Cytoprotective drugs: what they are and what they are used for


What are cytoprotective drugs?

Cytoprotectors are drugs capable of exerting aprotective action against the gastric mucosa.

For this reason, these drugs are widely used in the treatment of gastritis, reflux esophagitis and ulcers. It is not surprising, therefore, that they are to all intents and purposes the group of gods gastroprotectors and anti-ulcer medications.

Cytoprotective drugs can be divided into:

  • Protective agents of the mucous membranes such as sucralfate and colloidal bismuth;
  • Prostaglandin analogs such as misoprostol.

The main characteristics of these active ingredients will be briefly described below.


What is that?

From a chemical point of view, sucralfate is a complex of sucrose octasulfate e aluminum hydroxide (chemical formula Al (OH) ₃).

How does it work?

The cytoprotective action of sucralfate is exerted through the formation of a very thick gel that you stratifies at the level of the gastroduodenal mucosa. In particular, in the presence of ulcers, sucralfate establishes selective bonds with the proteins present in the ulcerative crater giving rise to a real protective barrier against the further aggression of gastric acids.

At the same time, sucralfate is capable of:

  • Stimulate the production of mucus and bicarbonates;
  • Stimulate the synthesis of prostaglandins also with cytoprotective action;
  • Inhibit the activity of pepsin.

How and when is it taken?

Sucralfate should be administered orally, on an empty stomach, one hour before meals and in the evening before bedtime. The posology may vary according to the medicine considered; therefore, it is recommended that you follow your doctor's instructions and the instructions on the package insert.

We also remind you that sucralfate is able to alter the absorption of some types of drugs; therefore, its intake should take place away from taking these drugs (for more information, read the package leaflet of the medicine containing sucralfate that you must take and / or ask your doctor or pharmacist for advice).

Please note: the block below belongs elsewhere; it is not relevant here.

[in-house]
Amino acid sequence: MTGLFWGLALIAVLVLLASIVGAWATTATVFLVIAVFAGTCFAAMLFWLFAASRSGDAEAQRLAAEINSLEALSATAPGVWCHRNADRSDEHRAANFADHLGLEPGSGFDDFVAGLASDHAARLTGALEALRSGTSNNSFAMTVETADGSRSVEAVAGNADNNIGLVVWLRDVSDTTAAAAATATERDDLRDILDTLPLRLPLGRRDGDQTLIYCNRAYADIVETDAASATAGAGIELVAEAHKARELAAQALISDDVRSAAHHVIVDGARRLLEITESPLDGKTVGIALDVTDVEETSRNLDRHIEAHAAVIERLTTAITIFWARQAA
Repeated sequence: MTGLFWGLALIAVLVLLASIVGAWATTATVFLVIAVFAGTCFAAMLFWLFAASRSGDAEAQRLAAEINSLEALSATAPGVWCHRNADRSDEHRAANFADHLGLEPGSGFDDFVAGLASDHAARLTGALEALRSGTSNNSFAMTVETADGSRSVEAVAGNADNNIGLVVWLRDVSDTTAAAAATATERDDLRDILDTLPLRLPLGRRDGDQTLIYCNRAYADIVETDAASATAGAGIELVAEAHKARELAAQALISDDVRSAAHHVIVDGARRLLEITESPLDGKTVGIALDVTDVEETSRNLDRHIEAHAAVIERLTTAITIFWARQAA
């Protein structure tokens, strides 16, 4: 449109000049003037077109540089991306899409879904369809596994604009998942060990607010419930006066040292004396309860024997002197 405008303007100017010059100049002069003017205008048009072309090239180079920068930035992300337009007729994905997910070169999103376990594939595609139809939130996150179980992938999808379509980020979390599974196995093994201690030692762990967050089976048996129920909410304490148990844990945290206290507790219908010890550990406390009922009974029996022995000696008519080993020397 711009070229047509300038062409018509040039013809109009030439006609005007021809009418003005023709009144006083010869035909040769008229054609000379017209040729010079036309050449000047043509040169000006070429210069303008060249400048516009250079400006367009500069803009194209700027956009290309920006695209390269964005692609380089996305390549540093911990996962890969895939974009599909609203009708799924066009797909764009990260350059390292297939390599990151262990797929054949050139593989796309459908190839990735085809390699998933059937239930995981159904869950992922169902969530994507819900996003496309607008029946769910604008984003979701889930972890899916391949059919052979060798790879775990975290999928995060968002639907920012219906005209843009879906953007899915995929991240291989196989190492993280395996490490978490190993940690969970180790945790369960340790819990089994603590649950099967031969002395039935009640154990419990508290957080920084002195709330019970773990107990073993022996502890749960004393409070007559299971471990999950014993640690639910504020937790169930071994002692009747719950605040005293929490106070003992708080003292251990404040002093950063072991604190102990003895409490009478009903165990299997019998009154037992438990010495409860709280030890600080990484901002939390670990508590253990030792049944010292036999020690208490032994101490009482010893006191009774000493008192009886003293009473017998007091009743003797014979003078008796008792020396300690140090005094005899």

Use in Pregnancy and Lactation

There are no data on the safety of use of sucralfate in pregnant women and breastfeeding mothers; therefore, the possibility of using this cytoprotective drug or not will have to be carefully evaluated by the doctor. However, in general, its use during gestation is not recommended.

Undesirable Effects of Sucralfate

Among the main undesirable effects, we find:

  • Constipation;
  • Gastrointestinal disturbances, such as flatulence, nausea, vomiting;
  • Rash;
  • Itching;
  • Insomnia;
  • Dizziness;
  • Headache.

Furthermore, the possible onset of allergic reactions should not be forgotten.

When NOT to use Sucralfate

The main contraindication to the use of sucralfate concerns the presence of allergy note to the same active ingredient and / or to one or more of the excipients contained in the medicinal product that contains it and to be taken. In addition, sucralfate should NOT be used in moles premature babies and its use results generally contraindicated in pregnancy.

Colloidal Bismuth and Subcitrate

What it is and main features

Colloidal bismuth is another active ingredient capable of exercising a cytoprotective action, stimulating the synthesis of prostaglandins and that of bicarbonates. However, it is not used in this sense.

In fact, bismuth has been shown to be toxic towards Helicobacter pylori, a microorganism known to favor the appearance of gastric and duodenal ulcers and to be one of the risk factors that can contribute to the onset of stomach tumors. For this reason, this element (in the form of bismuth subcitrate potassium) is used in combination with antibiotic drugs (metronidazole and tetracycline) in the eradication therapy of H. pylori.